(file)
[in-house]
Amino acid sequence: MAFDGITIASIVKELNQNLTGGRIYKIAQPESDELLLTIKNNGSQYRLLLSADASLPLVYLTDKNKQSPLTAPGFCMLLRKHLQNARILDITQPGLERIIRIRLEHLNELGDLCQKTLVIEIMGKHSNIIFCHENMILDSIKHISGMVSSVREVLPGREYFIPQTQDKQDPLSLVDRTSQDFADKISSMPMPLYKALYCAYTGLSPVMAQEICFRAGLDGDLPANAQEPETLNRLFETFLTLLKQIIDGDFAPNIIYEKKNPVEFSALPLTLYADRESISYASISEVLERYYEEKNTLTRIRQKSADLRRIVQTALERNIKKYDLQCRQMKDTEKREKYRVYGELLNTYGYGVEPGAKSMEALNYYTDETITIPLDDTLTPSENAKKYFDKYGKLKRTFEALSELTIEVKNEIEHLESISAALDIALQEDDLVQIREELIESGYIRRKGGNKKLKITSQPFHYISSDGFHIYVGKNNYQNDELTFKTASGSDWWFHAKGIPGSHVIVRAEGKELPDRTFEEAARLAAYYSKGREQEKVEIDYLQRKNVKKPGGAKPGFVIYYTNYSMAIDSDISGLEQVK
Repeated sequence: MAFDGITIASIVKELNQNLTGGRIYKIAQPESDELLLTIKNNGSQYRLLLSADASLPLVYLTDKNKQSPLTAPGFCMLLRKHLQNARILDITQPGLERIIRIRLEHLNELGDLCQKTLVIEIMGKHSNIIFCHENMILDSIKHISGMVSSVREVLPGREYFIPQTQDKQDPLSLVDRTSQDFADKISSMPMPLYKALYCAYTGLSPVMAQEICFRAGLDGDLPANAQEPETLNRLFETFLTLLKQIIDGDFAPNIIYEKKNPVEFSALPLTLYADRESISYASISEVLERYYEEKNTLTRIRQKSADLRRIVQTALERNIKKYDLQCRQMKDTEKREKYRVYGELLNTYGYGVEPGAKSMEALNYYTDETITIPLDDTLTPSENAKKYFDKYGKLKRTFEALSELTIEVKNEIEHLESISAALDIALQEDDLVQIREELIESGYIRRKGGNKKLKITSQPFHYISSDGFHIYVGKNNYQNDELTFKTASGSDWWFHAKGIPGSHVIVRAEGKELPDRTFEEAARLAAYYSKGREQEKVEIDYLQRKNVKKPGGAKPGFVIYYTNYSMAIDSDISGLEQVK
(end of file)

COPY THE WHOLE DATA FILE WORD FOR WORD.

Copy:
[in-house]
Amino acid sequence: MAFDGITIASIVKELNQNLTGGRIYKIAQPESDELLLTIKNNGSQYRLLLSADASLPLVYLTDKNKQSPLTAPGFCMLLRKHLQNARILDITQPGLERIIRIRLEHLNELGDLCQKTLVIEIMGKHSNIIFCHENMILDSIKHISGMVSSVREVLPGREYFIPQTQDKQDPLSLVDRTSQDFADKISSMPMPLYKALYCAYTGLSPVMAQEICFRAGLDGDLPANAQEPETLNRLFETFLTLLKQIIDGDFAPNIIYEKKNPVEFSALPLTLYADRESISYASISEVLERYYEEKNTLTRIRQKSADLRRIVQTALERNIKKYDLQCRQMKDTEKREKYRVYGELLNTYGYGVEPGAKSMEALNYYTDETITIPLDDTLTPSENAKKYFDKYGKLKRTFEALSELTIEVKNEIEHLESISAALDIALQEDDLVQIREELIESGYIRRKGGNKKLKITSQPFHYISSDGFHIYVGKNNYQNDELTFKTASGSDWWFHAKGIPGSHVIVRAEGKELPDRTFEEAARLAAYYSKGREQEKVEIDYLQRKNVKKPGGAKPGFVIYYTNYSMAIDSDISGLEQVK
Repeated sequence: MAFDGITIASIVKELNQNLTGGRIYKIAQPESDELLLTIKNNGSQYRLLLSADASLPLVYLTDKNKQSPLTAPGFCMLLRKHLQNARILDITQPGLERIIRIRLEHLNELGDLCQKTLVIEIMGKHSNIIFCHENMILDSIKHISGMVSSVREVLPGREYFIPQTQDKQDPLSLVDRTSQDFADKISSMPMPLYKALYCAYTGLSPVMAQEICFRAGLDGDLPANAQEPETLNRLFETFLTLLKQIIDGDFAPNIIYEKKNPVEFSALPLTLYADRESISYASISEVLERYYEEKNTLTRIRQKSADLRRIVQTALERNIKKYDLQCRQMKDTEKREKYRVYGELLNTYGYGVEPGAKSMEALNYYTDETITIPLDDTLTPSENAKKYFDKYGKLKRTFEALSELTIEVKNEIEHLESISAALDIALQEDDLVQIREELIESGYIRRKGGNKKLKITSQPFHYISSDGFHIYVGKNNYQNDELTFKTASGSDWWFHAKGIPGSHVIVRAEGKELPDRTFEEAARLAAYYSKGREQEKVEIDYLQRKNVKKPGGAKPGFVIYYTNYSMAIDSDISGLEQVK